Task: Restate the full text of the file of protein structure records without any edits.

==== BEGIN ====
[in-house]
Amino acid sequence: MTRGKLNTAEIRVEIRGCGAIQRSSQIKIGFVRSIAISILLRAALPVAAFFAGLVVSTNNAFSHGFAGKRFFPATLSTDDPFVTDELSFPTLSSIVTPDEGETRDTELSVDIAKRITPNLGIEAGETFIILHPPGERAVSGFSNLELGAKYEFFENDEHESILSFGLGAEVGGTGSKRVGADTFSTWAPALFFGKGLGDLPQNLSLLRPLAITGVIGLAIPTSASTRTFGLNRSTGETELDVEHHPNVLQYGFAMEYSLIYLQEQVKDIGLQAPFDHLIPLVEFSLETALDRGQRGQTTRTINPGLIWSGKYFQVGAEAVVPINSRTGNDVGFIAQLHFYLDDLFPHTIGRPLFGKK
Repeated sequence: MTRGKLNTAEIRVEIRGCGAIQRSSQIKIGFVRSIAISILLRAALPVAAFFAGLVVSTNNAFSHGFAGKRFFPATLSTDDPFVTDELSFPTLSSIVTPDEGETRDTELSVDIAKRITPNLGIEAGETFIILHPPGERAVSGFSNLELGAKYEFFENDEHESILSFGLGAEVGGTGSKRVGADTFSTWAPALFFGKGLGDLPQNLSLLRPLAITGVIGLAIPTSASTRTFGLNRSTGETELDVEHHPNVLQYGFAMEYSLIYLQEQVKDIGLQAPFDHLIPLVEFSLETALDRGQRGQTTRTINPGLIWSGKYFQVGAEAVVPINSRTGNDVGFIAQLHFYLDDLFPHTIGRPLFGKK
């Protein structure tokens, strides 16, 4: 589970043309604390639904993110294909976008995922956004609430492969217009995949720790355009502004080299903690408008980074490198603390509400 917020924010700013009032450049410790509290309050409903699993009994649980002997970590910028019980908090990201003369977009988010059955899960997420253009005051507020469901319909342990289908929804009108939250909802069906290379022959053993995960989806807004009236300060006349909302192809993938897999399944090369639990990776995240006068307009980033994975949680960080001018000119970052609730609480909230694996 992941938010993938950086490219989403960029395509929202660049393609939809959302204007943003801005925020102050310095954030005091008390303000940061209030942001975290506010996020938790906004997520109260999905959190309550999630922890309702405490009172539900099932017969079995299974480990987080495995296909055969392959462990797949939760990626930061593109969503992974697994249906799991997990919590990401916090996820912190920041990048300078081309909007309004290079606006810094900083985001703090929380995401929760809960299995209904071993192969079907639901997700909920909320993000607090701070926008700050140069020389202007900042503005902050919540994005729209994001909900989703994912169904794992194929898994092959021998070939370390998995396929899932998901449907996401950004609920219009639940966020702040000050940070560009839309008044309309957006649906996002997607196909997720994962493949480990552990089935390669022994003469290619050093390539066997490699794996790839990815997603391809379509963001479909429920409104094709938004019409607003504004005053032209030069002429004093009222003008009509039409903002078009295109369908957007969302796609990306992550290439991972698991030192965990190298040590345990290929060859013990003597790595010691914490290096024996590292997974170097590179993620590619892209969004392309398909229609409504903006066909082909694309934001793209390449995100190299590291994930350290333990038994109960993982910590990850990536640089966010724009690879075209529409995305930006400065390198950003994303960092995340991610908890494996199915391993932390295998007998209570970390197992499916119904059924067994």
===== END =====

[in-house]
Amino acid sequence: MTRGKLNTAEIRVEIRGCGAIQRSSQIKIGFVRSIAISILLRAALPVAAFFAGLVVSTNNAFSHGFAGKRFFPATLSTDDPFVTDELSFPTLSSIVTPDEGETRDTELSVDIAKRITPNLGIEAGETFIILHPPGERAVSGFSNLELGAKYEFFENDEHESILSFGLGAEVGGTGSKRVGADTFSTWAPALFFGKGLGDLPQNLSLLRPLAITGVIGLAIPTSASTRTFGLNRSTGETELDVEHHPNVLQYGFAMEYSLIYLQEQVKDIGLQAPFDHLIPLVEFSLETALDRGQRGQTTRTINPGLIWSGKYFQVGAEAVVPINSRTGNDVGFIAQLHFYLDDLFPHTIGRPLFGKK
Repeated sequence: MTRGKLNTAEIRVEIRGCGAIQRSSQIKIGFVRSIAISILLRAALPVAAFFAGLVVSTNNAFSHGFAGKRFFPATLSTDDPFVTDELSFPTLSSIVTPDEGETRDTELSVDIAKRITPNLGIEAGETFIILHPPGERAVSGFSNLELGAKYEFFENDEHESILSFGLGAEVGGTGSKRVGADTFSTWAPALFFGKGLGDLPQNLSLLRPLAITGVIGLAIPTSASTRTFGLNRSTGETELDVEHHPNVLQYGFAMEYSLIYLQEQVKDIGLQAPFDHLIPLVEFSLETALDRGQRGQTTRTINPGLIWSGKYFQVGAEAVVPINSRTGNDVGFIAQLHFYLDDLFPHTIGRPLFGKK
């Protein structure tokens, strides 16, 4: 589970043309604390639904993110294909976008995922956004609430492969217009995949720790355009502004080299903690408008980074490198603390509400 917020924010700013009032450049410790509290309050409903699993009994649980002997970590910028019980908090990201003369977009988010059955899960997420253009005051507020469901319909342990289908929804009108939250909802069906290379022959053993995960989806807004009236300060006349909302192809993938897999399944090369639990990776995240006068307009980033994975949680960080001018000119970052609730609480909230694996 992941938010993938950086490219989403960029395509929202660049393609939809959302204007943003801005925020102050310095954030005091008390303000940061209030942001975290506010996020938790906004997520109260999905959190309550999630922890309702405490009172539900099932017969079995299974480990987080495995296909055969392959462990797949939760990626930061593109969503992974697994249906799991997990919590990401916090996820912190920041990048300078081309909007309004290079606006810094900083985001703090929380995401929760809960299995209904071993192969079907639901997700909920909320993000607090701070926008700050140069020389202007900042503005902050919540994005729209994001909900989703994912169904794992194929898994092959021998070939370390998995396929899932998901449907996401950004609920219009639940966020702040000050940070560009839309008044309309957006649906996002997607196909997720994962493949480990552990089935390669022994003469290619050093390539066997490699794996790839990815997603391809379509963001479909429920409104094709938004019409607003504004005053032209030069002429004093009222003008009509039409903002078009295109369908957007969302796609990306992550290439991972698991030192965990190298040590345990290929060859013990003597790595010691914490290096024996590292997974170097590179993620590619892209969004392309398909229609409504903006066909082909694309934001793209390449995100190299590291994930350290333990038994109960993982910590990850990536640089966010724009690879075209529409995305930006400065390198950003994303960092995340991610908890494996199915391993932390295998007998209570970390197992499916119904059924067994």